3.5.             The responses received from the twenty-three schools shows that they had been informed of the risks some time ago to enable discussions to take place about rebuilding programs, and by the time this information was released building work was well underway, with some seeking to take handovers for September 2023 yet this money is part of the first round of School Rebuilding phase one projects.

3.6.             This means that the Department for Education identified and approached schools with certain construction types well over a year ago for the funding, tendering, commissioning and planning etc. to have taken place, meaning there should be no reason why information on those schools known to the DfE could not have been shared.

3.7.             Responses received from schools themselves also showed that a significant theme or pattern of schools not sharing information about the risks with their staff or parents. Thanks to similar phraseology in the responses received from schools and from the DfE, there are indications that advice had been sought by schools from the department to respond to UNISON’s questionnaire.

3.8.             It is clear from these timelines that the DfE has been aware of the risks associated with RAAC and post-tensioned light frame concrete construction systems for at least a number of years but have not communicated the risks with staff, pupils or parents using those buildings on a daily basis. Meanwhile, the DfE has tried and is continuing to try avoiding any of this information getting out whilst also telling school leaders they are responsible in the event of a safety issue.

  1. Asbestos

4.1.             A 2019 DfE Asbestos Management Assurance Process (AMAP) report,[2] showed over 80% of the school estate still contains Asbestos. AMAP identified 3,485 schools (17.8% of participating schools) that ‘whilst they are compliant with the Control of Asbestos Regulations 2012, their practice is not in line with the department’s guidance’.

4.2.             The DfE referred 676 state-funded schools and academies in England to the HSE as they did not provide evidence “that they were managing asbestos in line with regulatory requirements. In July 2022, following preliminary indications, the HSE announced it had identified the need for a planned programme of inspections to assess the management of asbestos in schools.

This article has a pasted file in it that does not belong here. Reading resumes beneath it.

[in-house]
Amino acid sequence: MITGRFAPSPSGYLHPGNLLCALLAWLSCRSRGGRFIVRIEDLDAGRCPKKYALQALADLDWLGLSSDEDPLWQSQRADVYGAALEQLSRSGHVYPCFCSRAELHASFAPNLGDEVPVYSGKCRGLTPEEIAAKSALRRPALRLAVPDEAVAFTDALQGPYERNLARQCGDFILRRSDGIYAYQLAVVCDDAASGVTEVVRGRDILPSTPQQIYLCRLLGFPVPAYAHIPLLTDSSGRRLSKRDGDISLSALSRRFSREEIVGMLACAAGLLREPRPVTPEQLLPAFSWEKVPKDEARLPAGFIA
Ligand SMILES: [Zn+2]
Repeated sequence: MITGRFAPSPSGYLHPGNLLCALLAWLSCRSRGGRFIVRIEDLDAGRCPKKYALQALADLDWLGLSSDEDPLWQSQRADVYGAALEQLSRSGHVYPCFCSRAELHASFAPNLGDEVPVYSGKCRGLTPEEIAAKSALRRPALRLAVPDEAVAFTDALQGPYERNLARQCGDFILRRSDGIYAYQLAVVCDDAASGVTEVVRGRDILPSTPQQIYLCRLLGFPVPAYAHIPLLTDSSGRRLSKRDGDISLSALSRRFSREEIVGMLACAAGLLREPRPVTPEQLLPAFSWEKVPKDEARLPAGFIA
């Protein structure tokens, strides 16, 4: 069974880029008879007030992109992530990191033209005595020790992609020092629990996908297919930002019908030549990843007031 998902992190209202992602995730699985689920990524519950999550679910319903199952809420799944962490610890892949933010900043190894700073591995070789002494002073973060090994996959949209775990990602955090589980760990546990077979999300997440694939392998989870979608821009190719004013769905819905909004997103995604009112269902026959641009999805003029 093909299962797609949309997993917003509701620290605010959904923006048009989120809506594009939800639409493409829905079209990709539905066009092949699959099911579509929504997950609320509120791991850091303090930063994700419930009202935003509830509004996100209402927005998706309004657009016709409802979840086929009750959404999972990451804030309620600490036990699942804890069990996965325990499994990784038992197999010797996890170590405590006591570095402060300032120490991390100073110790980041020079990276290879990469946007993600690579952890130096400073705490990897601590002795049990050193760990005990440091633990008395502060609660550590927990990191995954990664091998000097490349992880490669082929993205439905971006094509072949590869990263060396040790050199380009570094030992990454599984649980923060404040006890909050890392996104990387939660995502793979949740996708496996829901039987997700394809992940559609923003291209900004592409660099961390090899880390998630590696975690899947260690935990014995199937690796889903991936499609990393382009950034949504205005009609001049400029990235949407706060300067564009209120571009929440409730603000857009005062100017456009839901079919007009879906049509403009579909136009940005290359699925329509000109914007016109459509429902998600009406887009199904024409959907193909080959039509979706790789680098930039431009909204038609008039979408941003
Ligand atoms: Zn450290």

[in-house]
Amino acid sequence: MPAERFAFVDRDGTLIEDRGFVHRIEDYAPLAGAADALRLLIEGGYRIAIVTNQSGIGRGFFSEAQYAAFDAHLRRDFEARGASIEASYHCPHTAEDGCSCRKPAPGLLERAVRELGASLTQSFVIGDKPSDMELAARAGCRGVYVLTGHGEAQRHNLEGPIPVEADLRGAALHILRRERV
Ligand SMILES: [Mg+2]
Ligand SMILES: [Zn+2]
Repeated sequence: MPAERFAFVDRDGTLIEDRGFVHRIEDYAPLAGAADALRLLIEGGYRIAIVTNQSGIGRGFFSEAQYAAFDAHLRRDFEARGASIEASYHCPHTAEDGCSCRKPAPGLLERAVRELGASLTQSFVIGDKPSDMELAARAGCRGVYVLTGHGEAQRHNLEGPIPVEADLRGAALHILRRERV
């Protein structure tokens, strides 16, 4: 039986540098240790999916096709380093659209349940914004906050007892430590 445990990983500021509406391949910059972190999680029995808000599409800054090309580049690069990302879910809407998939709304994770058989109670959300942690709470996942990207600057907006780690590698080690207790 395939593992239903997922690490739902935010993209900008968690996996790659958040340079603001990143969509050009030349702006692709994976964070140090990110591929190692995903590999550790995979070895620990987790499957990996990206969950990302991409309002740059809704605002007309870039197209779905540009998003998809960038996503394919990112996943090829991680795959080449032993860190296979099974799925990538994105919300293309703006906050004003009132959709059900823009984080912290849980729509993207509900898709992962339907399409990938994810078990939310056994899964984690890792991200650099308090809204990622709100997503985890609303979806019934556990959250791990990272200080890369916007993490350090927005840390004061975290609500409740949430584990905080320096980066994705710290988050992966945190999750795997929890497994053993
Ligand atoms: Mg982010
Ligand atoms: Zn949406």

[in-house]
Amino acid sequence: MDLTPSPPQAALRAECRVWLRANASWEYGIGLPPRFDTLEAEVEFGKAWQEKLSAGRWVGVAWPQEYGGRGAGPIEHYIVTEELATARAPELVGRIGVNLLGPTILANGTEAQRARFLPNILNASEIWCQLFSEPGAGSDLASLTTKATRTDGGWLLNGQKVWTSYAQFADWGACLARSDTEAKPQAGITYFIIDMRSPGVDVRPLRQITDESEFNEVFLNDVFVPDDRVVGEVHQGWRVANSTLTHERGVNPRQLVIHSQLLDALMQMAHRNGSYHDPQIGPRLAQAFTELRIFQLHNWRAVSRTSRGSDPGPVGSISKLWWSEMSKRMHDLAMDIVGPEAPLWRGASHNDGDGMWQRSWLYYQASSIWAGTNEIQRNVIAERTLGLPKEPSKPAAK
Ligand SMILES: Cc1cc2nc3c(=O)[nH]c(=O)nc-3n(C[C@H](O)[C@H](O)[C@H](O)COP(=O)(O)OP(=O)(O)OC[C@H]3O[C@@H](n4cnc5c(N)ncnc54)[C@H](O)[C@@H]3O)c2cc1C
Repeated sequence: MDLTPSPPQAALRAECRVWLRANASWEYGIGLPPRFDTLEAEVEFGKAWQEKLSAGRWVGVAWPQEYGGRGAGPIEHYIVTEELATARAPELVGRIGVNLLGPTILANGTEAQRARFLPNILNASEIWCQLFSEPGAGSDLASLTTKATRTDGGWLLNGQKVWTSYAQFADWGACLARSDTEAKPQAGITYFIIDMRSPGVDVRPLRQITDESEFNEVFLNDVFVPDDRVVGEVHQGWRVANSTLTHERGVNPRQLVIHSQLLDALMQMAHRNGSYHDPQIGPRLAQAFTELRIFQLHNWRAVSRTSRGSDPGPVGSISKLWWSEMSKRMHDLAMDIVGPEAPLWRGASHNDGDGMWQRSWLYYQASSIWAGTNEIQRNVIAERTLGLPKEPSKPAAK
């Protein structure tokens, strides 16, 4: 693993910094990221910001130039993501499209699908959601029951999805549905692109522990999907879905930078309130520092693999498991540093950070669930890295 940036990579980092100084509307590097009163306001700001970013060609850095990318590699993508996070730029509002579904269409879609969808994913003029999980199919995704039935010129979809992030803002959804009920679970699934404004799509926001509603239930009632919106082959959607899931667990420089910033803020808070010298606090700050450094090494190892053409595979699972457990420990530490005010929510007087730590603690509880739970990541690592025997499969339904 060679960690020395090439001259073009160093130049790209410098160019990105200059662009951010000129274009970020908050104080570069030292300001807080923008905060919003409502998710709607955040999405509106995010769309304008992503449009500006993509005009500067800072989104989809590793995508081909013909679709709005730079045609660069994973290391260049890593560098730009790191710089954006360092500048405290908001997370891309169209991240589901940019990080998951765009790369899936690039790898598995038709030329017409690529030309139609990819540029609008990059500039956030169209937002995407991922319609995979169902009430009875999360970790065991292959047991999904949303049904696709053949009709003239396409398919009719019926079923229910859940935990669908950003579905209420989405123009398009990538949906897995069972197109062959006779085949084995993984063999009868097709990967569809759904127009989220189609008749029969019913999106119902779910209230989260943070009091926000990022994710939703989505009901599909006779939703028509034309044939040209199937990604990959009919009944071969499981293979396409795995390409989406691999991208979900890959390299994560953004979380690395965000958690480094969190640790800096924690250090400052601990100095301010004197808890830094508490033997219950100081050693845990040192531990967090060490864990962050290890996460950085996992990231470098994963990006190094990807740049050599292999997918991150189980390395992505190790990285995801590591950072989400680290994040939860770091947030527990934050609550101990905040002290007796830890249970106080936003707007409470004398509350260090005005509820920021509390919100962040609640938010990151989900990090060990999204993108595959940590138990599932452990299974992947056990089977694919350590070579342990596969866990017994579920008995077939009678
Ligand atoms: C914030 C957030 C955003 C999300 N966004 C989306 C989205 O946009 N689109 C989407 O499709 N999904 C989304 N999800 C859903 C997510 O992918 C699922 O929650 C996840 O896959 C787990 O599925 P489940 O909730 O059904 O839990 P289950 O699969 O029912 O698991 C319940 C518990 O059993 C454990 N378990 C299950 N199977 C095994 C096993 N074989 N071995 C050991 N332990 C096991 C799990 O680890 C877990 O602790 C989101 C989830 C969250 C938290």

1. The funding gap

5.1.             A 2023 House of Commons research briefing[3] showed that capital funding since 2009-10 and 2021-22, declined by around 37 per cent in cash terms and 50 per cent in real terms and was far below the amount needed.

5.2.             Research by Landman Economics, commissioned by UNISON, shows that, even with increased funding promised in the Autumn Statement, per pupil funding remains significantly below 2010 levels. A young person graduating from school this year started reception in 2010 – over the duration of their schooling from 2010 to this academic year, £5,384 less will have been spent on their education than if per pupil funding had remained at 2010 levels under the previous government. Between 2010/11 and 2022/23, per pupil spending fell from £7,274 to £6,982 (adjusted for inflation using the GDP deflator), a drop of 4%.

5.3.             The Department for Education’s (DfE) Condition of School Buildings Survey in May 2021 (based on data from 2017 – 2019) found that it would cost £11.4 billion to repair or replace all defective elements in the school estate. Given inflationary pressures it seems reasonable to assume that this amount will now be much higher.

5.4.             At current funding rates, it is estimated it will take over 400 years to fully remove dangerous asbestos from the school’s estate.

5.5.             No overall plan appears to exist in relation to future building needs across the school estate beyond the proposed 500 new schools, which is inadequate given the current knowledge of foreseeable risks in the aging school estate, and the scale of its likely further dilapidation.

5.6.             The Government needs to deliver a comprehensive refurbishment and rebuilding programme across the schools estate that truly meets the need for safe and energy efficient schools for the future, which will also provide jobs, training and economic growth.

July 2023



[1] https://www.local.gov.uk/topics/housing-and-planning/information-reinforced-autoclaved-aerated-concrete-raac

[2] https://assets.publishing.service.gov.uk/government/uploads/system/uploads/attachment_data/file/906343/AMAP_Report_2019.pdf

[3] https://researchbriefings.files.parliament.uk/documents/CBP-7375/CBP-7375.pdf